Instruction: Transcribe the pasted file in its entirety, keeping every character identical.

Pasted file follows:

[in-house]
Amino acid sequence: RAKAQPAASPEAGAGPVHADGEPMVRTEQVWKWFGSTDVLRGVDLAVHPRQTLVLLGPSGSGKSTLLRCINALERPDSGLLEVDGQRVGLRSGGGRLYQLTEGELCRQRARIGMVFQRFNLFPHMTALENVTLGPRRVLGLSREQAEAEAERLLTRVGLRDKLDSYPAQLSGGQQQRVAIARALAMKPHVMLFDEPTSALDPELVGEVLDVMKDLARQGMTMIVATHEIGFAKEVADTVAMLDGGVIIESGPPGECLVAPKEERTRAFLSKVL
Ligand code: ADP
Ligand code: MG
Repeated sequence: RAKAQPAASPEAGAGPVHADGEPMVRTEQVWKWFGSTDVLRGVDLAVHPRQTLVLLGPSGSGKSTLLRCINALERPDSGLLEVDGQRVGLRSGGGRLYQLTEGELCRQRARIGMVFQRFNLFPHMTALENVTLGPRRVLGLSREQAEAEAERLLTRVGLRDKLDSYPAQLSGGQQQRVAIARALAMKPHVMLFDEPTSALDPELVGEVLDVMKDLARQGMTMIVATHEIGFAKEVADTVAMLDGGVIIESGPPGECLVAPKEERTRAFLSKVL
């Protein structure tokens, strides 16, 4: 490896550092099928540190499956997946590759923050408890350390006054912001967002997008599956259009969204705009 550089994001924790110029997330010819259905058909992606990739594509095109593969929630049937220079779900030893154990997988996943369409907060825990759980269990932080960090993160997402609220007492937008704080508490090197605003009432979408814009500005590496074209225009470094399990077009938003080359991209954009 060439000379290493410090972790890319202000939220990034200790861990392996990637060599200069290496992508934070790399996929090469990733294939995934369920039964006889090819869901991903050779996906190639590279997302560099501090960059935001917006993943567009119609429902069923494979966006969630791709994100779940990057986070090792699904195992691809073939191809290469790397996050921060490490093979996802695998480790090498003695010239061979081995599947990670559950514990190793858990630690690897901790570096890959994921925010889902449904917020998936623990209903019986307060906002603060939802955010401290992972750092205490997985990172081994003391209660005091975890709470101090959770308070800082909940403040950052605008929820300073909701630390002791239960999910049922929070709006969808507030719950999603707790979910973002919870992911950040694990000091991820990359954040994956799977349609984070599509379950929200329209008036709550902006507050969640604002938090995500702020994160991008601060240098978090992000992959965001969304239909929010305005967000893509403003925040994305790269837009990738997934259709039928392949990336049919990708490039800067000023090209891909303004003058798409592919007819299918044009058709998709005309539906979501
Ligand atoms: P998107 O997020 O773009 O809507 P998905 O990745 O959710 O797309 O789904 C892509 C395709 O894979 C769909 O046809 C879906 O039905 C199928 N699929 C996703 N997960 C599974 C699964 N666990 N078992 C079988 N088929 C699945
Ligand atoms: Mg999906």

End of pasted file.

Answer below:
[in-house]
Amino acid sequence: RAKAQPAASPEAGAGPVHADGEPMVRTEQVWKWFGSTDVLRGVDLAVHPRQTLVLLGPSGSGKSTLLRCINALERPDSGLLEVDGQRVGLRSGGGRLYQLTEGELCRQRARIGMVFQRFNLFPHMTALENVTLGPRRVLGLSREQAEAEAERLLTRVGLRDKLDSYPAQLSGGQQQRVAIARALAMKPHVMLFDEPTSALDPELVGEVLDVMKDLARQGMTMIVATHEIGFAKEVADTVAMLDGGVIIESGPPGECLVAPKEERTRAFLSKVL
Ligand code: ADP
Ligand code: MG
Repeated sequence: RAKAQPAASPEAGAGPVHADGEPMVRTEQVWKWFGSTDVLRGVDLAVHPRQTLVLLGPSGSGKSTLLRCINALERPDSGLLEVDGQRVGLRSGGGRLYQLTEGELCRQRARIGMVFQRFNLFPHMTALENVTLGPRRVLGLSREQAEAEAERLLTRVGLRDKLDSYPAQLSGGQQQRVAIARALAMKPHVMLFDEPTSALDPELVGEVLDVMKDLARQGMTMIVATHEIGFAKEVADTVAMLDGGVIIESGPPGECLVAPKEERTRAFLSKVL
């Protein structure tokens, strides 16, 4: 490896550092099928540190499956997946590759923050408890350390006054912001967002997008599956259009969204705009 550089994001924790110029997330010819259905058909992606990739594509095109593969929630049937220079779900030893154990997988996943369409907060825990759980269990932080960090993160997402609220007492937008704080508490090197605003009432979408814009500005590496074209225009470094399990077009938003080359991209954009 060439000379290493410090972790890319202000939220990034200790861990392996990637060599200069290496992508934070790399996929090469990733294939995934369920039964006889090819869901991903050779996906190639590279997302560099501090960059935001917006993943567009119609429902069923494979966006969630791709994100779940990057986070090792699904195992691809073939191809290469790397996050921060490490093979996802695998480790090498003695010239061979081995599947990670559950514990190793858990630690690897901790570096890959994921925010889902449904917020998936623990209903019986307060906002603060939802955010401290992972750092205490997985990172081994003391209660005091975890709470101090959770308070800082909940403040950052605008929820300073909701630390002791239960999910049922929070709006969808507030719950999603707790979910973002919870992911950040694990000091991820990359954040994956799977349609984070599509379950929200329209008036709550902006507050969640604002938090995500702020994160991008601060240098978090992000992959965001969304239909929010305005967000893509403003925040994305790269837009990738997934259709039928392949990336049919990708490039800067000023090209891909303004003058798409592919007819299918044009058709998709005309539906979501
Ligand atoms: P998107 O997020 O773009 O809507 P998905 O990745 O959710 O797309 O789904 C892509 C395709 O894979 C769909 O046809 C879906 O039905 C199928 N699929 C996703 N997960 C599974 C699964 N666990 N078992 C079988 N088929 C699945
Ligand atoms: Mg999906």